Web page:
Submit your skincare questions to Dr. Agnes, CEO of Herborium and natural medicine expert
While acne is a problem
that many people will experience at one point or another during their life, and
not only as most think, during adolescence, most are fortunate enough to
experience breakouts lasting for relatively short periods. Then, acne may be treated
and clear up to either never return, or at least give an individual a longer
break. Unfortunately, there are a growing number of acne sufferers who have to
deal with mild to severe breakouts for much of their adult life. For these
people, acne isn't simply a temporary nuisance-it's a real and chronic
condition that impacts many different areas of their life.
If you're suffering from
chronic acne you may be feeling hopeless because after years of trying you
still haven't found a treatment that will work for you. While these feelings
are understandable and justified, take comfort in the fact that the reason your
chronic acne may continue to persist is because many products and treatments do
not approach the issue from the correct angle. Acne treatments that address
only the most visible symptoms of the condition are a dime a dozen, but they do
nothing to treat the real problem-the underlying, internal causes of acne.
Before we look at
chronic acne and what you can do to help improve it, it's important to
understand what it is and how it differs from other forms of acne. Determining
which form you're suffering from specifically is vital in understanding what treatment methods will best
address your problems.
If you have been dealing
with breakouts for two years or more, you're a chronic acne sufferer. However,
under the umbrella term of "chronic acne" there are varying degrees
of the condition-mild, moderate, and severe.
Mild chronic acne is
just that-mild. It usually involves only a small number of pimples that
continue to recur. Most of the time mild acne is limited to the face and
forehead. Even though this is the least debilitating form of chronic acne, it's
still frustrating to have to deal with breakouts on a regular basis over the
course of many years.
Moderate chronic acne,
like mild chronic acne, is typically limited to the face and forehead. However,
with moderate chronic acne your breakouts are likely to be more frequent and
more severe. These breakouts will typically cover a larger area of your face
and you may experience pimples that are larger in size as well.
Severe chronic acne can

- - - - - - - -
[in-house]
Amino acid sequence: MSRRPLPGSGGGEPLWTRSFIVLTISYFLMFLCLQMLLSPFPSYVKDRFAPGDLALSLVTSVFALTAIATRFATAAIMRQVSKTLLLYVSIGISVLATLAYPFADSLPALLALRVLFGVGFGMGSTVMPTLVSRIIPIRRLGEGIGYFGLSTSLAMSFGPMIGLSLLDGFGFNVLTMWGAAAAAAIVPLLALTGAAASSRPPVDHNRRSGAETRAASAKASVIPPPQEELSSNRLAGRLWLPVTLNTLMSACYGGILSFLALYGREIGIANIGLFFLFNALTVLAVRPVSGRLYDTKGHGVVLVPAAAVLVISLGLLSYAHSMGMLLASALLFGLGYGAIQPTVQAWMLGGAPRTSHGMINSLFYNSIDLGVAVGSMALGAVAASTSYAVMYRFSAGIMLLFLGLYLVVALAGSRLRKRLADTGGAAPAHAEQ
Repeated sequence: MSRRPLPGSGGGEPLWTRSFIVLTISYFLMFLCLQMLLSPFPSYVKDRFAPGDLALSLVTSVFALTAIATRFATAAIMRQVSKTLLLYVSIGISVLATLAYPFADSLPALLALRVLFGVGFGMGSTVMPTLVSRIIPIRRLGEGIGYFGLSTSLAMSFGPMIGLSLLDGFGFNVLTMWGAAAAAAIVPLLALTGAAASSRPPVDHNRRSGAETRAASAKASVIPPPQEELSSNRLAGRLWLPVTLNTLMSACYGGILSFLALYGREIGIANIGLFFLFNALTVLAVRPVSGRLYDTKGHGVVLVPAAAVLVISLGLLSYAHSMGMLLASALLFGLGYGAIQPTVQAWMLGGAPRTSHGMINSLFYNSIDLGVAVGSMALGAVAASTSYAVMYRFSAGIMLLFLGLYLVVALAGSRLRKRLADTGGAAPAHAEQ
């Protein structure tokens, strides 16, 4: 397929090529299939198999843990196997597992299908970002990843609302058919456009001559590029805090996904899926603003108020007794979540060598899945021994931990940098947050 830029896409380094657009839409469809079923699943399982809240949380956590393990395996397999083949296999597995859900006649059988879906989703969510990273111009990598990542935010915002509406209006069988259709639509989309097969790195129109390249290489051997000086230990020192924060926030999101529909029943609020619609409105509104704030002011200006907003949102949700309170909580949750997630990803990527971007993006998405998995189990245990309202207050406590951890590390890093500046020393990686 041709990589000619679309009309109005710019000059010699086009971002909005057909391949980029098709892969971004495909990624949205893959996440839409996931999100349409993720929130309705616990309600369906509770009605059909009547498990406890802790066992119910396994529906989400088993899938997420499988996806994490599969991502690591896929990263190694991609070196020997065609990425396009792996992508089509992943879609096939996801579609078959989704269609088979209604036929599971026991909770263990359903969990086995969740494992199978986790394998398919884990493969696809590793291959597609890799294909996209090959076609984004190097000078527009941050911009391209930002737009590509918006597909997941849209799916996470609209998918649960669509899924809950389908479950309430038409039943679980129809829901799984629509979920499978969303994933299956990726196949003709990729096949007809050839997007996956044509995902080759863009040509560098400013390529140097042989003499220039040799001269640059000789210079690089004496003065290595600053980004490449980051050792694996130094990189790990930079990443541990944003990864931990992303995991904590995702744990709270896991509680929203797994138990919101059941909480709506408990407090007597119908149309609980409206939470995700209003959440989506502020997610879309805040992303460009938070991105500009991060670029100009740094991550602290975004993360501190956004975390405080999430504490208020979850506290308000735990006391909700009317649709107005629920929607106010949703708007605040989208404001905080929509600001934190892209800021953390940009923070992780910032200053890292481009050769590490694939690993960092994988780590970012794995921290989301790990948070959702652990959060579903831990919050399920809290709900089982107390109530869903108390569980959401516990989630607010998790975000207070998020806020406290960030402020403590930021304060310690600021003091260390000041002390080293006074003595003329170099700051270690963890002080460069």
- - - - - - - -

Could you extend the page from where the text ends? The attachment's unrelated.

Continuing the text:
be a real burden. Many times this form of acne is not simply limited to your
face-instead you will find that breakouts can occur across the neck, shoulders,
and chest as well. Severe chronic acne is not necessarily limited to just
pimples, either. With it, large acne cysts are possible as well.
Most people are familiar
with the surface-level cause of acne-clogged pores. When the oil glands (known
as sebaceous glands) underneath your skin produce excess oil (sebum) this can
cause your pores to clog, which allows acne-causing bacteria to develop. For
people with mild and infrequent acne, treating these clogged pores is enough to
keep the condition at bay because soon enough their bodies learn to produce sebum
at a more acceptable rate.
However, have you ever
stopped to think about what it is that causes your sebaceous glands to
overproduce sebum in the first place? If you haven't, you should-because the
answer has a lot to do with how we can effectively treat chronic acne.
The hormone known as
androgen is the prime suspect in causing your sebaceous glands to overproduce
sebum. Androgen's most well-known form is testosterone; however, don't let this
association fool you into thinking that androgen is a male-specific
hormone-women's bodies produce androgen as well, although at lower levels.
While men are more likely to suffer from persistent, chronic acne because of
the consistently higher levels of androgen in their blood stream, women are
susceptible to the condition as well-especially during the menstrual cycle,
when androgens are typically at their highest point.
It's this hormonal
imbalance that leads to chronic acne, and as you can see, keeping your face
clean and your pores clear does nothing to address the androgen issues that
cause the condition.
If you want to treat and
manage your chronic acne, you will have to address the problem at its source. By targeting the hormonal causes
of acne instead the symptoms, you will not only help treat your current
breakout but will also help prevent future flare ups from occurring. In the
midst of a chronic breakout, life without acne may seem like an unobtainable
goal, but with patience and a smart plan for addressing acne's underlying
causes, you too can live your life with clear skin and self-confidence.
With a Promise of Clear